Thursday, 20 April 2017

Book Review: Once Upon a Time... - One Frenchman against British Imperialism

I was going through a reader's block for a while and picked up this book on a whim and also because, Sam Miller's book on Delhi had left me impressed a few years back. I did not expect much from it but, easy reading that I hoped would put me back on the proverbial horseback riding of book reading. I was not disappointed on that front. I took to it like duck to water.

The story is full of hyperbole and loopholes but, the writer tried hard to show Indians in an somewhat impartial manner as humans and not barbarians. He also tried to be respectful of the Hindu religion though failed totally to justify untouchability. I do not think he was wrong in upholding that ideology. Many today will agree with him. He has rather ended the story in a way that the Republic of India was formed a hundred years later - equality for all.

I agreed to him in most of his views though Alfred Assolant never visited India! But, so what? Bibhutibhushan Bondopadhaya had never been to Africa and yet wrote the must-read book of all Bengalis coming-of-age, Chander Pahad. It is full of cliches and a hero who is just out of school!

Anyway, coming back to this book, I loved the characters of Capt Corcoran and his pet tigress, Louison. They are both obviously larger than life and not much unlike the merry gang of Kipling's Jungle Book though, Louison never talks and that's perhaps what puts it on the shelves for young adult and adult readers. Or anyone like me who loves a tale of swashbuckling adventures replete with beautiful young princesses and treasures. I guess no one can find fault in that genre of storytelling. It's as old as the hills.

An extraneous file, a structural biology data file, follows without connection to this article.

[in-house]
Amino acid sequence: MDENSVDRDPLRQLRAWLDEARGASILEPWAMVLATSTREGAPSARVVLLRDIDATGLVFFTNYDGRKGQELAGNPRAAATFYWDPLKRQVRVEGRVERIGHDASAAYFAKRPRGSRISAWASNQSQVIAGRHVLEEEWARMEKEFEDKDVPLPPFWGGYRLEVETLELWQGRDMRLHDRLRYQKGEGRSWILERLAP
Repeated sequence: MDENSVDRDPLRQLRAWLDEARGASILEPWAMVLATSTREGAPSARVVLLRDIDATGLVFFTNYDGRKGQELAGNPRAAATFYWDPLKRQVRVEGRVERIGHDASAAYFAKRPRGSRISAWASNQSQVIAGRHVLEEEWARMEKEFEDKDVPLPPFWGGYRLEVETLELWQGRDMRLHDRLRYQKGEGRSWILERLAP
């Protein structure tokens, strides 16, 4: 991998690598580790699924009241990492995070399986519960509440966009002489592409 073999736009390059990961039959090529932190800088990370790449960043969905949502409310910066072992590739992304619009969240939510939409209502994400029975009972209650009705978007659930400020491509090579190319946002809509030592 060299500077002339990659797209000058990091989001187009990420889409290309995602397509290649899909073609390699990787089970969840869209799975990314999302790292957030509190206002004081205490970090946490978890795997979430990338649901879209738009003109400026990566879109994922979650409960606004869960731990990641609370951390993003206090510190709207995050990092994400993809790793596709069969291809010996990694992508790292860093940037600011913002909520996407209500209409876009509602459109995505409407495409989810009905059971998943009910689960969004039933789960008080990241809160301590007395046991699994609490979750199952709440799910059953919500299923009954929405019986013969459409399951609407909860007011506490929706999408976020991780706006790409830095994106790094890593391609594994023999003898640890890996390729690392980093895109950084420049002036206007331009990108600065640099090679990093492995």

Also, most people read fiction or watch films is to run away from the reality. Isn't it?

So, to cut a long story short, despite my reading handicap, I finished the story in two sessions and being a Bengali could not help compare it to Chander Pahar that I had read as a young adult in the original Bengali version. It was as riddled with cliches and struggling to rise above it on Africa as this one does on India.

Overall, I enjoyed it immensely because it made me laugh at the antics of the young Frenchman and his adventures in India. It is full of cardboard characters both Indian and British. We never get to understand or delve deep into the head of the characters much though each important one gets a brief historical narration about them and how they ended up in the thick of action that the book is.

However, Corcoran and Louisa are the real plot movers. The captain being the embodiment of everything heroic down to being a good human being and a just ruler and Lousia the tigress being the perfect foil, a diva of present day Angelena Jolie's caliber who can be a female and a toughie in the same frame. The beautiful Indian princess is just a cardboard prop in the story. The Balinese tigress is the real deal.

I'd recommend anyone who loves unrealistic adventure tales to go for it.

It's easy to read and fairly unbiased in narration of the Indian characters though mauling the characters of those serving British East India company badly - in words and through Lousia's actions.

I could go as far as to say that it kind of fits right in with the nationalistic fervor we are witnessing these days!

Happy reading folks. 

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